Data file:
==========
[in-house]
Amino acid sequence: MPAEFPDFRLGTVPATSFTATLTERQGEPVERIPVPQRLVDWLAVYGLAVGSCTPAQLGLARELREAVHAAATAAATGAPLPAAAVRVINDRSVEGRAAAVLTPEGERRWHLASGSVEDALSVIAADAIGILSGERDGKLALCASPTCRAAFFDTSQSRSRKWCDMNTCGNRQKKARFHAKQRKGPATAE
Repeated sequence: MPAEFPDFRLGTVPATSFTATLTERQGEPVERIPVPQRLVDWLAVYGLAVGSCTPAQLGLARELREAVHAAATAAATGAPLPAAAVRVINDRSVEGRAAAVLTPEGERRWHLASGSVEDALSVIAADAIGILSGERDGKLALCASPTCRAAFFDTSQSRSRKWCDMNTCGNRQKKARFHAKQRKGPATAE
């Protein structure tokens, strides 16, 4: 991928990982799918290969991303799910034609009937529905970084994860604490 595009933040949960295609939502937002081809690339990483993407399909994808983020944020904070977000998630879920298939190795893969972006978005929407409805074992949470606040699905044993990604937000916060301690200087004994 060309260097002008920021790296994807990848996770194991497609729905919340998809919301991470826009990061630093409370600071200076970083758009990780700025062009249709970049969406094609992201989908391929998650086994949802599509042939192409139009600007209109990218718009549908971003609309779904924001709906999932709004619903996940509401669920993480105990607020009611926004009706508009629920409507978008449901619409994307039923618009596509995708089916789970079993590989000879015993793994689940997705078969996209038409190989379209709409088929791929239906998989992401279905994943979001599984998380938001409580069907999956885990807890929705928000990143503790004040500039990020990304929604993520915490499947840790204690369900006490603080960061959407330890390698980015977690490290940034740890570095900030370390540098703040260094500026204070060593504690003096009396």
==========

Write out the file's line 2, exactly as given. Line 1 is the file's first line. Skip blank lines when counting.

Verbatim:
Amino acid sequence: MPAEFPDFRLGTVPATSFTATLTERQGEPVERIPVPQRLVDWLAVYGLAVGSCTPAQLGLARELREAVHAAATAAATGAPLPAAAVRVINDRSVEGRAAAVLTPEGERRWHLASGSVEDALSVIAADAIGILSGERDGKLALCASPTCRAAFFDTSQSRSRKWCDMNTCGNRQKKARFHAKQRKGPATAE